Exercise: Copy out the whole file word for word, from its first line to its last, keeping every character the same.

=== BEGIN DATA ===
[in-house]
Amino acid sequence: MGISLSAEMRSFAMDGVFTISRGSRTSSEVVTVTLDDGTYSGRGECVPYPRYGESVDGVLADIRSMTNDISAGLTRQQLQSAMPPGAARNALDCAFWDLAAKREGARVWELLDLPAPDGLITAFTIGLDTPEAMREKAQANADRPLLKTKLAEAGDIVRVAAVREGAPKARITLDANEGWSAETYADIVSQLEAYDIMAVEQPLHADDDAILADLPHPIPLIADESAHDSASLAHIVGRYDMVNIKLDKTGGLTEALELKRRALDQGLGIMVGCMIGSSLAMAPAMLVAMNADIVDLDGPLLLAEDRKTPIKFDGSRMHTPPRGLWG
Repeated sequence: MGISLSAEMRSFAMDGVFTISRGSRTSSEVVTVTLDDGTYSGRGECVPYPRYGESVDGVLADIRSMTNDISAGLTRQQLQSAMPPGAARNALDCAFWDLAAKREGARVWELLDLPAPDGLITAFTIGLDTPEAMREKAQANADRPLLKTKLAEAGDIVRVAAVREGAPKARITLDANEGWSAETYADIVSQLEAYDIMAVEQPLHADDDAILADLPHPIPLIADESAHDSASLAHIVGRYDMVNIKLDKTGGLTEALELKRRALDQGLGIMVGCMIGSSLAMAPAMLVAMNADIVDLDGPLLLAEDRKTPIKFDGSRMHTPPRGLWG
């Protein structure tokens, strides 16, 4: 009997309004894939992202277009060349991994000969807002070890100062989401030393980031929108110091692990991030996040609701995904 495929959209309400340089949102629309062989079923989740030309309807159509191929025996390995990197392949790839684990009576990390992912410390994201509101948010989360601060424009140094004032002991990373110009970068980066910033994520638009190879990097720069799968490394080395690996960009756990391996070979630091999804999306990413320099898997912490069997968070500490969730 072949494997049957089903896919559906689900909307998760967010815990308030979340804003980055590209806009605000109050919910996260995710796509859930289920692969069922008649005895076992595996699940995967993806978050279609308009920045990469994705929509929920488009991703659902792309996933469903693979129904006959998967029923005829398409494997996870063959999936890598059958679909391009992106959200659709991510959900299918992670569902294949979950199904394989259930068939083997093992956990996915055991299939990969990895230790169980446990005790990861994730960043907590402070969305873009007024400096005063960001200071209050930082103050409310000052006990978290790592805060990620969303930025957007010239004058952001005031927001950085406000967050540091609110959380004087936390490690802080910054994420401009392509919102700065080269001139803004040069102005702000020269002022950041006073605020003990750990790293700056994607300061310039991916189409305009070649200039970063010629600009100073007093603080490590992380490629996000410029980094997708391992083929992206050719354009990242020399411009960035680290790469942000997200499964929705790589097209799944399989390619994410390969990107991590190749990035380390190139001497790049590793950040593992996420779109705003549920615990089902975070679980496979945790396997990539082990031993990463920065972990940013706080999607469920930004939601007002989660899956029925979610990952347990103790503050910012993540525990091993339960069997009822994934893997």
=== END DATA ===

[in-house]
Amino acid sequence: MGISLSAEMRSFAMDGVFTISRGSRTSSEVVTVTLDDGTYSGRGECVPYPRYGESVDGVLADIRSMTNDISAGLTRQQLQSAMPPGAARNALDCAFWDLAAKREGARVWELLDLPAPDGLITAFTIGLDTPEAMREKAQANADRPLLKTKLAEAGDIVRVAAVREGAPKARITLDANEGWSAETYADIVSQLEAYDIMAVEQPLHADDDAILADLPHPIPLIADESAHDSASLAHIVGRYDMVNIKLDKTGGLTEALELKRRALDQGLGIMVGCMIGSSLAMAPAMLVAMNADIVDLDGPLLLAEDRKTPIKFDGSRMHTPPRGLWG
Repeated sequence: MGISLSAEMRSFAMDGVFTISRGSRTSSEVVTVTLDDGTYSGRGECVPYPRYGESVDGVLADIRSMTNDISAGLTRQQLQSAMPPGAARNALDCAFWDLAAKREGARVWELLDLPAPDGLITAFTIGLDTPEAMREKAQANADRPLLKTKLAEAGDIVRVAAVREGAPKARITLDANEGWSAETYADIVSQLEAYDIMAVEQPLHADDDAILADLPHPIPLIADESAHDSASLAHIVGRYDMVNIKLDKTGGLTEALELKRRALDQGLGIMVGCMIGSSLAMAPAMLVAMNADIVDLDGPLLLAEDRKTPIKFDGSRMHTPPRGLWG
């Protein structure tokens, strides 16, 4: 009997309004894939992202277009060349991994000969807002070890100062989401030393980031929108110091692990991030996040609701995904 495929959209309400340089949102629309062989079923989740030309309807159509191929025996390995990197392949790839684990009576990390992912410390994201509101948010989360601060424009140094004032002991990373110009970068980066910033994520638009190879990097720069799968490394080395690996960009756990391996070979630091999804999306990413320099898997912490069997968070500490969730 072949494997049957089903896919559906689900909307998760967010815990308030979340804003980055590209806009605000109050919910996260995710796509859930289920692969069922008649005895076992595996699940995967993806978050279609308009920045990469994705929509929920488009991703659902792309996933469903693979129904006959998967029923005829398409494997996870063959999936890598059958679909391009992106959200659709991510959900299918992670569902294949979950199904394989259930068939083997093992956990996915055991299939990969990895230790169980446990005790990861994730960043907590402070969305873009007024400096005063960001200071209050930082103050409310000052006990978290790592805060990620969303930025957007010239004058952001005031927001950085406000967050540091609110959380004087936390490690802080910054994420401009392509919102700065080269001139803004040069102005702000020269002022950041006073605020003990750990790293700056994607300061310039991916189409305009070649200039970063010629600009100073007093603080490590992380490629996000410029980094997708391992083929992206050719354009990242020399411009960035680290790469942000997200499964929705790589097209799944399989390619994410390969990107991590190749990035380390190139001497790049590793950040593992996420779109705003549920615990089902975070679980496979945790396997990539082990031993990463920065972990940013706080999607469920930004939601007002989660899956029925979610990952347990103790503050910012993540525990091993339960069997009822994934893997």